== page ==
And What About Profit and Competitiveness? The Kraft Foods Case

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Change should always start at some point. Probaby the smaller the change is, the easier it is to make it. But what happens when a big organisation, not to say a corporate dinosaur, is trying to redefine its strategy towards a more sustainable way of doing business?

Kraft Foods realised 20 years ago what many companies are just starting to realise: that Corporate Sustainability and Responsability really matter. It is not only about pressure from NGOs and governments, but also about competitive advantage and therefore, about profits.

Philip A. Hodges, Senior Vice President Supply Chain of Kraft Foods, spoke today at the WRF in Davos about the quest for sustainabiliy that Kraft Foods started during the 90s. He highlighted some actions that should be taken when trying to achieve sustainability:

1. Sustainability should be treated as a fundamental part of the business, and consistency is extremely important not to lose credibility.

2. Due to the complexity and broadness of the subject, focusing is necessary; if you want to do too much, you end doing nothing. It is better to focus on what you can manage and deliver. Set targets.

3. Taking into account that corporate culture and employee’s engagement are essential.

4. Working in partnerships.

Mr. Hodges also mentioned that sustainability definitely provides competitive advantage, but only in the short-term.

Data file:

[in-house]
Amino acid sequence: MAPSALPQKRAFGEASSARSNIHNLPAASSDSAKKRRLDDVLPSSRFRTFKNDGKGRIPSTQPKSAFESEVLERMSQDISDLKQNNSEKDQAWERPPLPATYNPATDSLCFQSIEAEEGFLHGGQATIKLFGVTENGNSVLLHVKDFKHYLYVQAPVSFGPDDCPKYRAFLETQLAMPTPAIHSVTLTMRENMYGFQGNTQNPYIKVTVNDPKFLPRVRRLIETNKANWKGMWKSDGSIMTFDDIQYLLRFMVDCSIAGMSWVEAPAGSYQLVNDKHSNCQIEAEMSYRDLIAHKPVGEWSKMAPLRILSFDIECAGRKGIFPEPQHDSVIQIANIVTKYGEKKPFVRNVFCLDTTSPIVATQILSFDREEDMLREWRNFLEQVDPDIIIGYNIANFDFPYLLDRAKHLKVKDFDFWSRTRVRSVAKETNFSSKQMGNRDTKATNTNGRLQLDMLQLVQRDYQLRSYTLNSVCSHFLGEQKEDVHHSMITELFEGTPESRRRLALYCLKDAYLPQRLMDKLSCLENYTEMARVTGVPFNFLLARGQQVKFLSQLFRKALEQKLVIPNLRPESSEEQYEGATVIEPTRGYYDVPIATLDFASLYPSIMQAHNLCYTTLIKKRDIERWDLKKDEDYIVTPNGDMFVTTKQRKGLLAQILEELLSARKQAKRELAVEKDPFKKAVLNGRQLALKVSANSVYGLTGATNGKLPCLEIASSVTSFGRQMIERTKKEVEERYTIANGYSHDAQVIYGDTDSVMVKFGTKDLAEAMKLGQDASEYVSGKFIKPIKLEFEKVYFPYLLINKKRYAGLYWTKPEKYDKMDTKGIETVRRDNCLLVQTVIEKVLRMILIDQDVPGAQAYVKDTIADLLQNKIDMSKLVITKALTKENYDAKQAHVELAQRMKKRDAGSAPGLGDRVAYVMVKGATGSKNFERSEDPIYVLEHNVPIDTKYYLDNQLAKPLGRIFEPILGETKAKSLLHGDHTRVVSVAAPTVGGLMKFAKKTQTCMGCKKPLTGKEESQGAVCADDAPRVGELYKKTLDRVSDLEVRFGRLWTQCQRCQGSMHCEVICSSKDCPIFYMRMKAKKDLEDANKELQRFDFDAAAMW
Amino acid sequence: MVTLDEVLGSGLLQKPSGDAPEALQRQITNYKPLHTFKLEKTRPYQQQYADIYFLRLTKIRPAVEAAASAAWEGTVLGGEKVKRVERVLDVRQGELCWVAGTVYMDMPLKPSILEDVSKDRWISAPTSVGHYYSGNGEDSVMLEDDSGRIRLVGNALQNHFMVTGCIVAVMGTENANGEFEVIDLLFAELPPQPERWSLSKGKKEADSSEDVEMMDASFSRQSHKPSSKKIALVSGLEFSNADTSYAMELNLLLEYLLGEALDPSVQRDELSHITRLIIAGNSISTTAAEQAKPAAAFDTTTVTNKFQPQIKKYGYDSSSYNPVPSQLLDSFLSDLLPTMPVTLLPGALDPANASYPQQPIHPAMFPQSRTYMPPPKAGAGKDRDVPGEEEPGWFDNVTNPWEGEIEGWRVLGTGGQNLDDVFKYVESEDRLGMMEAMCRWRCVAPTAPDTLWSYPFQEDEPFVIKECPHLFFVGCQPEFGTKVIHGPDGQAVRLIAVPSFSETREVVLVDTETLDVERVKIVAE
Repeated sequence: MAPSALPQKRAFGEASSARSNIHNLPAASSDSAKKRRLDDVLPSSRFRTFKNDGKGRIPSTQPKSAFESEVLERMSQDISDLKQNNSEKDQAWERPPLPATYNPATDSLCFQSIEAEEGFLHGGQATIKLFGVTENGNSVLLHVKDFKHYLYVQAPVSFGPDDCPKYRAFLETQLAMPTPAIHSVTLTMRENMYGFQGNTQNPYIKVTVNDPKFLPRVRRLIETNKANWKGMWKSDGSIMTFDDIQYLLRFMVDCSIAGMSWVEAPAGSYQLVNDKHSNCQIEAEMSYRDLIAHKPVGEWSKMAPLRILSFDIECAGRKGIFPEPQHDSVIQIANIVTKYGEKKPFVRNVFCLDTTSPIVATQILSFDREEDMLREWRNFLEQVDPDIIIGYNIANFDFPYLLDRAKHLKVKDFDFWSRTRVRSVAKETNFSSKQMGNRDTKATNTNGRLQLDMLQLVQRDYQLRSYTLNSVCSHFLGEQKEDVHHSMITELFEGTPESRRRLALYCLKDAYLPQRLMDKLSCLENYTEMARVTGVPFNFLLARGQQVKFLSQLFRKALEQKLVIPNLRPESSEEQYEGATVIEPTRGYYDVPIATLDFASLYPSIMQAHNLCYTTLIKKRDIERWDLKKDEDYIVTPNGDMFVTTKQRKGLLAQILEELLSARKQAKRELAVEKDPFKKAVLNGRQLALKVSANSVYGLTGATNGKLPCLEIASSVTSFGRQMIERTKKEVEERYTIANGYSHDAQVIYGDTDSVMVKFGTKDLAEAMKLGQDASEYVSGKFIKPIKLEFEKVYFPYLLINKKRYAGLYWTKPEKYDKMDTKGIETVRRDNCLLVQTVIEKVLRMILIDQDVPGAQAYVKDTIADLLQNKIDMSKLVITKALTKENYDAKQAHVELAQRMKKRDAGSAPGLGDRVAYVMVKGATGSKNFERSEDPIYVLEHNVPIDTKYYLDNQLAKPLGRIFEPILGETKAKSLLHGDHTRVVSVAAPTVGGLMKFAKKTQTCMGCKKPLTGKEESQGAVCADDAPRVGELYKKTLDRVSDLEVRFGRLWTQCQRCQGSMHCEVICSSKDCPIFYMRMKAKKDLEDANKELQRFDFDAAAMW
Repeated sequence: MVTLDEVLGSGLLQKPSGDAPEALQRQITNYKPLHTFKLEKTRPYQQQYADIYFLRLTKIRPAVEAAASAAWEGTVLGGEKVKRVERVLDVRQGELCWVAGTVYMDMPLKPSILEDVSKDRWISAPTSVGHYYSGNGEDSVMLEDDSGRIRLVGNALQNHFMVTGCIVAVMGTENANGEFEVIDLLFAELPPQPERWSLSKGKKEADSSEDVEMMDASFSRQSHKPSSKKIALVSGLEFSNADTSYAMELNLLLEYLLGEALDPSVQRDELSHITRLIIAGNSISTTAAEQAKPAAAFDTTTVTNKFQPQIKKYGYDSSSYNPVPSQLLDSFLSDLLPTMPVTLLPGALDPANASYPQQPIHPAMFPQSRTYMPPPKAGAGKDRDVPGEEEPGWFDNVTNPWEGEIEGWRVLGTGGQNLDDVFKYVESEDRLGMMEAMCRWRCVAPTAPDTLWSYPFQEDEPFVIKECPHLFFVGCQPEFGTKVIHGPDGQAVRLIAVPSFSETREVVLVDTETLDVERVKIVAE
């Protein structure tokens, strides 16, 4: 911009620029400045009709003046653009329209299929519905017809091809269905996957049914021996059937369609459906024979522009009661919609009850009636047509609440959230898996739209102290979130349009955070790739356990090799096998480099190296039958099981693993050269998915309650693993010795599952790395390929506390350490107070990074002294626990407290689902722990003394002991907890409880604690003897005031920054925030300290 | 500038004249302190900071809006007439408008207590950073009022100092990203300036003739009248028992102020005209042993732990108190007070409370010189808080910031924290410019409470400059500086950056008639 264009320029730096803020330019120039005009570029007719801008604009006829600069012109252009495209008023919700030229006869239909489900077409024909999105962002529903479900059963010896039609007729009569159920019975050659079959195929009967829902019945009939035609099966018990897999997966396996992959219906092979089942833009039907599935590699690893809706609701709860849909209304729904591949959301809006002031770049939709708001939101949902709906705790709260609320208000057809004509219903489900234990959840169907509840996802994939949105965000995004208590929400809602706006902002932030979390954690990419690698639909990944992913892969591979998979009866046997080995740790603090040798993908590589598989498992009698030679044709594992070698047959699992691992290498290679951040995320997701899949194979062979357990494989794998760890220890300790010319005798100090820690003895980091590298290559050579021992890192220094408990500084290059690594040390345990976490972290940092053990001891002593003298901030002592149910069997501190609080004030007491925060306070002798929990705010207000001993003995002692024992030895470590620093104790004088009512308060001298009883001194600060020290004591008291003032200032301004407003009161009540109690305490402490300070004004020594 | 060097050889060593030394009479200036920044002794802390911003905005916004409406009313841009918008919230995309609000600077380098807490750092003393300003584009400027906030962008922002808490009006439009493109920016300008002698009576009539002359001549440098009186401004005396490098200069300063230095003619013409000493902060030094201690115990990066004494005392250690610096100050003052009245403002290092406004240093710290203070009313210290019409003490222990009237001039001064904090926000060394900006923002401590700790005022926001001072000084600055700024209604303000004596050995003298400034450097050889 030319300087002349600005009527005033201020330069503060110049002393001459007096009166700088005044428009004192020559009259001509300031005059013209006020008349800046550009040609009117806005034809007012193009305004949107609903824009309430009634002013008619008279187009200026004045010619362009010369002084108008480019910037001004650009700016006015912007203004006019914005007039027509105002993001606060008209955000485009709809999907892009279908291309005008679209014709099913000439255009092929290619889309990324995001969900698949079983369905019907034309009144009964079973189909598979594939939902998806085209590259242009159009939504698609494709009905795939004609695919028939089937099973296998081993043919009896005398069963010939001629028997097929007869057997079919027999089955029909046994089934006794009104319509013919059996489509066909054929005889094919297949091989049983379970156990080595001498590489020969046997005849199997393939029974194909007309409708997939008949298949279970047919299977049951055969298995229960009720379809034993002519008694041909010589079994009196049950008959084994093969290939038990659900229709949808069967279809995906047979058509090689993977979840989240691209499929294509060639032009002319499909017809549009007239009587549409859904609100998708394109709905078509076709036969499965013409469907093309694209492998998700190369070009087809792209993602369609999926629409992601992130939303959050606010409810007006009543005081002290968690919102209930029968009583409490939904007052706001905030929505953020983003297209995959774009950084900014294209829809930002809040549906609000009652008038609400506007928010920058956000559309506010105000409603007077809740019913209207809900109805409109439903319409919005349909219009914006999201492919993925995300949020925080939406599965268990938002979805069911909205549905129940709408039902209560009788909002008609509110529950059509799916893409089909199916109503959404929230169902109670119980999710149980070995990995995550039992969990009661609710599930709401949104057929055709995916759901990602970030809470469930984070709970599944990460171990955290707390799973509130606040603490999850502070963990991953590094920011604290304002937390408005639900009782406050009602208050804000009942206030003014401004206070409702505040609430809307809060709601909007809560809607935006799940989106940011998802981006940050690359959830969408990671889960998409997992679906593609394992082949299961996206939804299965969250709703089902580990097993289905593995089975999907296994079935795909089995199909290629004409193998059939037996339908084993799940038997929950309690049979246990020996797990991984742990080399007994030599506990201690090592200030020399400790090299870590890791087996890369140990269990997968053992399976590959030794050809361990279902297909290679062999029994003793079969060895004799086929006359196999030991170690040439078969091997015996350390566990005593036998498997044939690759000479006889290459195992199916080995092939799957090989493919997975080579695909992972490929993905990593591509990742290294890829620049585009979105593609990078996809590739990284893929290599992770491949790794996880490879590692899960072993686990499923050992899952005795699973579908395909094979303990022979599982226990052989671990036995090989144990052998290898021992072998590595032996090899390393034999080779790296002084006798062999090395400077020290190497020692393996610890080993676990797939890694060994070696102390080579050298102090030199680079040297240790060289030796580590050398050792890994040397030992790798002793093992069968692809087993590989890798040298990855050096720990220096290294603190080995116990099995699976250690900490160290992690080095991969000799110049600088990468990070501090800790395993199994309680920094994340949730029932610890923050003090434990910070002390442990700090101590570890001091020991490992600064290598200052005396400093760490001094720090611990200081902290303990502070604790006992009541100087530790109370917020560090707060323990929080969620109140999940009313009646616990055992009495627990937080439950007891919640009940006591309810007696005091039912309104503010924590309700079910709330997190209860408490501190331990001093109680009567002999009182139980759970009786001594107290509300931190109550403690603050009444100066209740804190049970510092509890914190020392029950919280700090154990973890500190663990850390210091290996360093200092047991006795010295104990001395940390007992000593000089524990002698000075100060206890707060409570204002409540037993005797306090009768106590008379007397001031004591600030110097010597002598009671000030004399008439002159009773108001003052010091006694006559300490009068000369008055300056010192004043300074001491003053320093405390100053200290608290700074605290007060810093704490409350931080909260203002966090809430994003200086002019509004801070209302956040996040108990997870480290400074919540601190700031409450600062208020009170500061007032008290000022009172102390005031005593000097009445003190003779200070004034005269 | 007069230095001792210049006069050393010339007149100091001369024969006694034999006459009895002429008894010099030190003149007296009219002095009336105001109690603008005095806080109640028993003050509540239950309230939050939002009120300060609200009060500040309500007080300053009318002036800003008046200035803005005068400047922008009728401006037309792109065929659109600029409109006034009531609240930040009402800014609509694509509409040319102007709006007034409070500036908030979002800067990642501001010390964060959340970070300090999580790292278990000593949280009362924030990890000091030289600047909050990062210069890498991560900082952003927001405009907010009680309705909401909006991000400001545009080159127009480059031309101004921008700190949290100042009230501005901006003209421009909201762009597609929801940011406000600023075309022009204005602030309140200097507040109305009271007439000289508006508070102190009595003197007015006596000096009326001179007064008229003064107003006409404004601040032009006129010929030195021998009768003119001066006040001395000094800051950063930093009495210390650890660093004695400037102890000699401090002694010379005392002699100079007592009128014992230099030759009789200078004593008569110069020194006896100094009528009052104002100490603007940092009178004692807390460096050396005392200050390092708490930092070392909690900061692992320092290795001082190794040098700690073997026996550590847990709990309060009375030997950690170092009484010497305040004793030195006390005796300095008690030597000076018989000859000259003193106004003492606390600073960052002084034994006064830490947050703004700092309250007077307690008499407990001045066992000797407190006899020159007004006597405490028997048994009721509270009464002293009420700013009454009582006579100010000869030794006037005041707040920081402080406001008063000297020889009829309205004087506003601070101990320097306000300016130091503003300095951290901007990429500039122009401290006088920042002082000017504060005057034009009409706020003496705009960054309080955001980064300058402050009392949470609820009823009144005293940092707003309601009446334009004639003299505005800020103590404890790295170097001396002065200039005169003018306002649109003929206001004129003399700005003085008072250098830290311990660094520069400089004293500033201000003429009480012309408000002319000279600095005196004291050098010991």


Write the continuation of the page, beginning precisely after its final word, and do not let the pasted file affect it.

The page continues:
We made an interview with him that you can listen to here:

Sustainability and Business – Interview with Philip Hodges from Kraft Foods by Studentreporter

Some multinationals started leveling the playing field, as Kraft Foods did, and now many others have followed.

The corporations that haven’t even thought about changing should start very soon. Not pursuing sustainability is starting to become a competitive disadvantage and to affect the public relations and corporate image of companies. Stakeholders’ awareness is growing and many examples are out there to prove it.

One example can be found in the textiles industry (H&M, Puma, Adidas and Nike). After international pressure, these four clothing giants committed to eliminate discharges of all hazardous chemicals across their entire supply chains, and their entire product life-cycle by 2020. H&M has also agreed (H&M’s commitment) to publicise information (by 2012) about chemicals being released from its suppliers’ factories.

After another campaign from Greenpeace, the “Kit Kat Campaign“, Nestlé committed to stop using products that come from rainforest destruction (e.g. palm oil).

If you would like to know some obscure and shifty facts about corporations and start acting, I would recommend you to watch “The Light Bulb Conspiracy” by Cosima Dannoritzer.

You can’t stop it. Media is empowering people and giving them the tools to exert more pressure.

What are you going to do about it?

2 thoughts on “And What About Profit and Competitiveness? The Kraft Foods Case

  1. It´s great that multinational companies are changing to the right way, but everyone´s change is necesary. Only bilions of small changes will save this planet and it´s life.

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